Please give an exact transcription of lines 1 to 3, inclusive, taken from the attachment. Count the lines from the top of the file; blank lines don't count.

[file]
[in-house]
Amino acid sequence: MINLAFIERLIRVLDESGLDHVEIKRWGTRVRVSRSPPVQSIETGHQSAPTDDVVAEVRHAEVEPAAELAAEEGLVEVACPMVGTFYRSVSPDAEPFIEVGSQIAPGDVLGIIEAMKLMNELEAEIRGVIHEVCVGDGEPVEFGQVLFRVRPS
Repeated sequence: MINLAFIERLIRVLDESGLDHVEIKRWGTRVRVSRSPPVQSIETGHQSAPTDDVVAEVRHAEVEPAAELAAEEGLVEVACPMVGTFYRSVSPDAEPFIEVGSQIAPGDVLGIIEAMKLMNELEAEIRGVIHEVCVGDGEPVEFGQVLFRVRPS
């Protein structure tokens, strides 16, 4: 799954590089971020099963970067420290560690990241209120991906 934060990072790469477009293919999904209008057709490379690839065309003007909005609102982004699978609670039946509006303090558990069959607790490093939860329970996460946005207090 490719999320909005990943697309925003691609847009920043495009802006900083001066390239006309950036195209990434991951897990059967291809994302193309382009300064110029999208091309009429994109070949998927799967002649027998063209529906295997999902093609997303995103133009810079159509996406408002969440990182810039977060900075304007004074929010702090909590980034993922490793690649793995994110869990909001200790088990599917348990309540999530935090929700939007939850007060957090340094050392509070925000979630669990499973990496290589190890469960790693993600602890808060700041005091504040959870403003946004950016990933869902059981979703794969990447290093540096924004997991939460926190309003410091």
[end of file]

[in-house]
Amino acid sequence: MINLAFIERLIRVLDESGLDHVEIKRWGTRVRVSRSPPVQSIETGHQSAPTDDVVAEVRHAEVEPAAELAAEEGLVEVACPMVGTFYRSVSPDAEPFIEVGSQIAPGDVLGIIEAMKLMNELEAEIRGVIHEVCVGDGEPVEFGQVLFRVRPS
Repeated sequence: MINLAFIERLIRVLDESGLDHVEIKRWGTRVRVSRSPPVQSIETGHQSAPTDDVVAEVRHAEVEPAAELAAEEGLVEVACPMVGTFYRSVSPDAEPFIEVGSQIAPGDVLGIIEAMKLMNELEAEIRGVIHEVCVGDGEPVEFGQVLFRVRPS